As of the census of 2000, there were 514 people, 239 households, and 131 families residing in the city. The population density was 831.2 per square mile (320.1/km2). There were 327 housing units at an average density of 528.8 per square mile (203.6/km2). The racial makeup of the city was 94.94% White, 2.14% African American, 0.39% Native American, 0.97% Asian, and 1.56% from two or more races. Hispanic or Latino of any race were 0.97% of the population.
There were 239 households, out of which 18.4% had children under the age of 18 living with them, 44.4% were married couples living together, 8.4% had a female householder with no husband present, and 44.8% were non-families. 41.4% of all households were made up of individuals, and 22.6% had someone living alone who was 65 years of age or older. The average household size was 1.92 and the average family size was 2.57.
In the city, the population was spread out, with 16.0% under the age of 18, 7.4% from 18 to 24, 21.6% from 25 to 44, 25.9% from 45 to 64, and 29.2% who were 65 years of age or older. The median age was 48 years. For every 100 females, there were 96.2 males. For every 100 females age 18 and over, there were 93.7 males.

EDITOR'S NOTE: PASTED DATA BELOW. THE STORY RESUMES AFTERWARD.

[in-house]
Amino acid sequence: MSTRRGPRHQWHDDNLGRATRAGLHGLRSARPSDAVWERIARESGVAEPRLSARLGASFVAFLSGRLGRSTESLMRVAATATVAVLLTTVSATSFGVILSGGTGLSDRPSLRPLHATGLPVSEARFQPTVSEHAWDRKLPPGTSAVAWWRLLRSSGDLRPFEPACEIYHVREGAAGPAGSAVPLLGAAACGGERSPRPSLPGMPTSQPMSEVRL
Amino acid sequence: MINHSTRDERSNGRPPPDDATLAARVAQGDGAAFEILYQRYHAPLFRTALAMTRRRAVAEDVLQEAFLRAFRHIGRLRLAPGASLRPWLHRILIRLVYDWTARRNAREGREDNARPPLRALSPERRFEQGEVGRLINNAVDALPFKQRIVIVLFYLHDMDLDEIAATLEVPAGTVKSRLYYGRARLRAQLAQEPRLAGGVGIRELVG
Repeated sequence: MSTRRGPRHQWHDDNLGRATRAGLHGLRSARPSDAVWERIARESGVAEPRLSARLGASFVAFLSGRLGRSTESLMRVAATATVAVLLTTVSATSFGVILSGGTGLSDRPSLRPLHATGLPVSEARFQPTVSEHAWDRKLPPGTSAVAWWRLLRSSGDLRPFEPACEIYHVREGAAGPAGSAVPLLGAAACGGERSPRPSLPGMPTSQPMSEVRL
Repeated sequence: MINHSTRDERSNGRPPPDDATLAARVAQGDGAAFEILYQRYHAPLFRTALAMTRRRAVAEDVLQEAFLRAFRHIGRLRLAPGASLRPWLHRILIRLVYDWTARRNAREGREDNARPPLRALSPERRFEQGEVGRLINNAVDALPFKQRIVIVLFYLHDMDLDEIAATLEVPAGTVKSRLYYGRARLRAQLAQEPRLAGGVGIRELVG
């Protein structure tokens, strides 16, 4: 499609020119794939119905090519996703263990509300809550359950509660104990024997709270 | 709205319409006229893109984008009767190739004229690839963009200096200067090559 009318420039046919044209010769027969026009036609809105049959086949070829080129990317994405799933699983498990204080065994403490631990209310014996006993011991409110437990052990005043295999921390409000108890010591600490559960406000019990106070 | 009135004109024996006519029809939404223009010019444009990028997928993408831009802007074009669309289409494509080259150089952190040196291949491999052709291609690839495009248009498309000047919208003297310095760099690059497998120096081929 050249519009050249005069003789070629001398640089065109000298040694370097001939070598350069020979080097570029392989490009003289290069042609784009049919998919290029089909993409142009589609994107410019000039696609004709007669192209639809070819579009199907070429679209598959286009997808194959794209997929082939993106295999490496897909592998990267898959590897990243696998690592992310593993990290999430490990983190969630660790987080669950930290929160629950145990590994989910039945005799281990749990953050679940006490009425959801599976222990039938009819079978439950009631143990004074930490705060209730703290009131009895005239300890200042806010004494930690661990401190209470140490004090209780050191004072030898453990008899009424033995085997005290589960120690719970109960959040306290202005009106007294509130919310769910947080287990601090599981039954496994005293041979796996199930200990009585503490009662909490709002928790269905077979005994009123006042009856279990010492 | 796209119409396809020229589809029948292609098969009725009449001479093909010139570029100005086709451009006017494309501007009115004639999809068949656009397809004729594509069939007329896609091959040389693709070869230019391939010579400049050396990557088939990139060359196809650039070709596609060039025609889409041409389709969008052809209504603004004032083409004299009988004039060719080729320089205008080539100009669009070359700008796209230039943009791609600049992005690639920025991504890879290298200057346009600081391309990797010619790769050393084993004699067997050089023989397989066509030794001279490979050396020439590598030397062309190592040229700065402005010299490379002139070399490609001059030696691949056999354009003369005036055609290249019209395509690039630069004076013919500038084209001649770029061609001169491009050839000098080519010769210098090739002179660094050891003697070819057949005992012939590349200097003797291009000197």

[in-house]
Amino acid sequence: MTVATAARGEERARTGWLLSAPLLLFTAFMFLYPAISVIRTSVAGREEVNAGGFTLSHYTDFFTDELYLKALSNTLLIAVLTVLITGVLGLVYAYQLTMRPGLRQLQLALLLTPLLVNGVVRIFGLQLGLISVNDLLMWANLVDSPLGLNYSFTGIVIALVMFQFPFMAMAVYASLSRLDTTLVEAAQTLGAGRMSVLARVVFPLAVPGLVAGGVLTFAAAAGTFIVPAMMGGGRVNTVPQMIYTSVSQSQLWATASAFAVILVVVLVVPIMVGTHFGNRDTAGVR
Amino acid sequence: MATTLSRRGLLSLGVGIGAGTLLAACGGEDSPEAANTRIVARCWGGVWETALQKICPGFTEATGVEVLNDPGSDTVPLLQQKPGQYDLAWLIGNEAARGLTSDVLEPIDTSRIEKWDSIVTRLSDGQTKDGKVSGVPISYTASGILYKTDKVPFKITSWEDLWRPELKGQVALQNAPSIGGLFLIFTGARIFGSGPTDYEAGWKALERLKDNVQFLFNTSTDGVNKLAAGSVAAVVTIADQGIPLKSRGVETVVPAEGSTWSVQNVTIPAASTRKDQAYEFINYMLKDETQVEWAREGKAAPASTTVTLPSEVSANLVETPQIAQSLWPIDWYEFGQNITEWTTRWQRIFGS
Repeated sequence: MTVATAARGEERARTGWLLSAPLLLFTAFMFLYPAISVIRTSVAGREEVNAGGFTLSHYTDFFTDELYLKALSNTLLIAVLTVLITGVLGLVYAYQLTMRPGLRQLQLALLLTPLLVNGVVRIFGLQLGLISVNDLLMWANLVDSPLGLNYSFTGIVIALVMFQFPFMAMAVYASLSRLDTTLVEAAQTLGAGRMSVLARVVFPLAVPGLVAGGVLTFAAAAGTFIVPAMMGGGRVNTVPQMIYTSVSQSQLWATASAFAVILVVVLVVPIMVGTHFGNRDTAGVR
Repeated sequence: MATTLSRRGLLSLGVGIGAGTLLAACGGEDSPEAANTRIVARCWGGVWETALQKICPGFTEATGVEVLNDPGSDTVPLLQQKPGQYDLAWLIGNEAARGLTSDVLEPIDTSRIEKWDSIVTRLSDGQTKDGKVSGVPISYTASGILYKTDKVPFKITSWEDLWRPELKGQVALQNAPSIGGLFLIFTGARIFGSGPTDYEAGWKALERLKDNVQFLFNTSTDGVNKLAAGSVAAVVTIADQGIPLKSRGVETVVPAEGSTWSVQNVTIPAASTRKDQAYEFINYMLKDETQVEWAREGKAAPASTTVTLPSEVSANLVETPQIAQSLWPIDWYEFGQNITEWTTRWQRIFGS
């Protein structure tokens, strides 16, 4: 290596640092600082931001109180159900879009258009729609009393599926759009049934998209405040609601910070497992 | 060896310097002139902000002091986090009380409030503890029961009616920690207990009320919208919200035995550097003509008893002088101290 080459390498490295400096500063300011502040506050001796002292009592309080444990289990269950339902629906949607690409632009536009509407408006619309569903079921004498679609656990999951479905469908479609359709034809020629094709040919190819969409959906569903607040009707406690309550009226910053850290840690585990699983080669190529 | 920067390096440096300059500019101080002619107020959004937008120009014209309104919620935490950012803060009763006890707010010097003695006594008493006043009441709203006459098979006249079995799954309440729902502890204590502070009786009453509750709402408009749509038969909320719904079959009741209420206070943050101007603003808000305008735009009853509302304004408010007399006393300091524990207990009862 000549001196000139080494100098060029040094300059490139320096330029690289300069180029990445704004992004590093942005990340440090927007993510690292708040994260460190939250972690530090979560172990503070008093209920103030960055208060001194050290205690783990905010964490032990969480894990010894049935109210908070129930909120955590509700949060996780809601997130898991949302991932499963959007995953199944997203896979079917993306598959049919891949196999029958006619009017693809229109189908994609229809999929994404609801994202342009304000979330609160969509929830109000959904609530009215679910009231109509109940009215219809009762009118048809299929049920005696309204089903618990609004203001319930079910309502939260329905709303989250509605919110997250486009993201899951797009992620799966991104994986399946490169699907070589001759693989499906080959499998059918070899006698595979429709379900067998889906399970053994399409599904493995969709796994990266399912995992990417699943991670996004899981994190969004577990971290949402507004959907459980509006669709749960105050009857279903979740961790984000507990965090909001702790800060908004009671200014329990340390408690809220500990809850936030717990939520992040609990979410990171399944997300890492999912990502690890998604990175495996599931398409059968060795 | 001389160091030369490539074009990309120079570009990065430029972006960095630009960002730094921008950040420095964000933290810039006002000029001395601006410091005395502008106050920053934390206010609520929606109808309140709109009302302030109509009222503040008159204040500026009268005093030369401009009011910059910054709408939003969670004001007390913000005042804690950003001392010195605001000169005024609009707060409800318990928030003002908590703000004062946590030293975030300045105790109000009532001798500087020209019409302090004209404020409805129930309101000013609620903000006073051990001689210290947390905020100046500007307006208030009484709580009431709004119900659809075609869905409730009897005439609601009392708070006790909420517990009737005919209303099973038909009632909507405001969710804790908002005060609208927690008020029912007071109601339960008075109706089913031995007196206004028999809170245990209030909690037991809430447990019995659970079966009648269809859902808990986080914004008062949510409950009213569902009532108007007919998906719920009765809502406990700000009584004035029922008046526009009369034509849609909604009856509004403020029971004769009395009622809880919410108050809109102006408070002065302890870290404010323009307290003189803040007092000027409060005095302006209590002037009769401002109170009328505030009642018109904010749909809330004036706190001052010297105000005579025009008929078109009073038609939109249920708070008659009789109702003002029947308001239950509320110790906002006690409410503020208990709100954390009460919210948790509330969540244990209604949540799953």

The median income for a household in the city was $27,500, and the median income for a family was $34,286. Males had a median income of $23,625 versus $21,875 for females. The per capita income for the city was $16,983. About 9.3% of families and 13.6% of the population were below the poverty line, including 20.8% of those under age 18 and 6.5% of those age 65 or over.
- US 23, north of Standish, it has been designated the Sunrise Side Coastal Highway, and runs along the Lake Huron shoreline. US 23 is the most proximate connector to I-75, to which it connects in Standish, about 75 miles (121 km) to the south. About 135 miles (217 km) to the north is Mackinaw City and the Mackinac Bridge and the north end of the lower peninsula's I-75.